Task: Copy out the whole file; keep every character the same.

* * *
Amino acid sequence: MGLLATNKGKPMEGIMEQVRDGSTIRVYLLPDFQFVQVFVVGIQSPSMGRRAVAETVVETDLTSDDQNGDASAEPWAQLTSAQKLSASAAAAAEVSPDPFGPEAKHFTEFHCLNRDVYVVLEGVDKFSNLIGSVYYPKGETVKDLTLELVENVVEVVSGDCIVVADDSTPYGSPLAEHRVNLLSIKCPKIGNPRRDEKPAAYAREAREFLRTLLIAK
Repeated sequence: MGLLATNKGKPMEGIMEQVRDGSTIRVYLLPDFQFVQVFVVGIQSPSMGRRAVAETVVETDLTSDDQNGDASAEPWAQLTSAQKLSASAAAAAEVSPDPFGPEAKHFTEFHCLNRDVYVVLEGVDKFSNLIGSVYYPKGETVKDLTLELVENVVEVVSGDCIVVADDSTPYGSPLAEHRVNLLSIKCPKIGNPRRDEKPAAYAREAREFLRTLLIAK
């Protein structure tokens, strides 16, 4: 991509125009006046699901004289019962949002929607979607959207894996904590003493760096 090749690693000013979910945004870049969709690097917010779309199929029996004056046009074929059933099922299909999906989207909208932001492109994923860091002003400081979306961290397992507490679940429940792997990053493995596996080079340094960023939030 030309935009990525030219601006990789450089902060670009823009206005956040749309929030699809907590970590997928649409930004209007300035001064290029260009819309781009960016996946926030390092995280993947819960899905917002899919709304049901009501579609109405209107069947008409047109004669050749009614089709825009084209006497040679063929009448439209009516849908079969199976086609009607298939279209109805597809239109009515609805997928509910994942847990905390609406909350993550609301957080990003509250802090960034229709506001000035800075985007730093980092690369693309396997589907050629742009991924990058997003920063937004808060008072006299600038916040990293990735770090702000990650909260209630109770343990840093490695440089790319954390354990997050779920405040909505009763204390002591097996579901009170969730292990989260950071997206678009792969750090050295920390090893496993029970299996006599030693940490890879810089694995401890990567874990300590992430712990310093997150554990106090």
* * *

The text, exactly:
Amino acid sequence: MGLLATNKGKPMEGIMEQVRDGSTIRVYLLPDFQFVQVFVVGIQSPSMGRRAVAETVVETDLTSDDQNGDASAEPWAQLTSAQKLSASAAAAAEVSPDPFGPEAKHFTEFHCLNRDVYVVLEGVDKFSNLIGSVYYPKGETVKDLTLELVENVVEVVSGDCIVVADDSTPYGSPLAEHRVNLLSIKCPKIGNPRRDEKPAAYAREAREFLRTLLIAK
Repeated sequence: MGLLATNKGKPMEGIMEQVRDGSTIRVYLLPDFQFVQVFVVGIQSPSMGRRAVAETVVETDLTSDDQNGDASAEPWAQLTSAQKLSASAAAAAEVSPDPFGPEAKHFTEFHCLNRDVYVVLEGVDKFSNLIGSVYYPKGETVKDLTLELVENVVEVVSGDCIVVADDSTPYGSPLAEHRVNLLSIKCPKIGNPRRDEKPAAYAREAREFLRTLLIAK
């Protein structure tokens, strides 16, 4: 991509125009006046699901004289019962949002929607979607959207894996904590003493760096 090749690693000013979910945004870049969709690097917010779309199929029996004056046009074929059933099922299909999906989207909208932001492109994923860091002003400081979306961290397992507490679940429940792997990053493995596996080079340094960023939030 030309935009990525030219601006990789450089902060670009823009206005956040749309929030699809907590970590997928649409930004209007300035001064290029260009819309781009960016996946926030390092995280993947819960899905917002899919709304049901009501579609109405209107069947008409047109004669050749009614089709825009084209006497040679063929009448439209009516849908079969199976086609009607298939279209109805597809239109009515609805997928509910994942847990905390609406909350993550609301957080990003509250802090960034229709506001000035800075985007730093980092690369693309396997589907050629742009991924990058997003920063937004808060008072006299600038916040990293990735770090702000990650909260209630109770343990840093490695440089790319954390354990997050779920405040909505009763204390002591097996579901009170969730292990989260950071997206678009792969750090050295920390090893496993029970299996006599030693940490890879810089694995401890990567874990300590992430712990310093997150554990106090």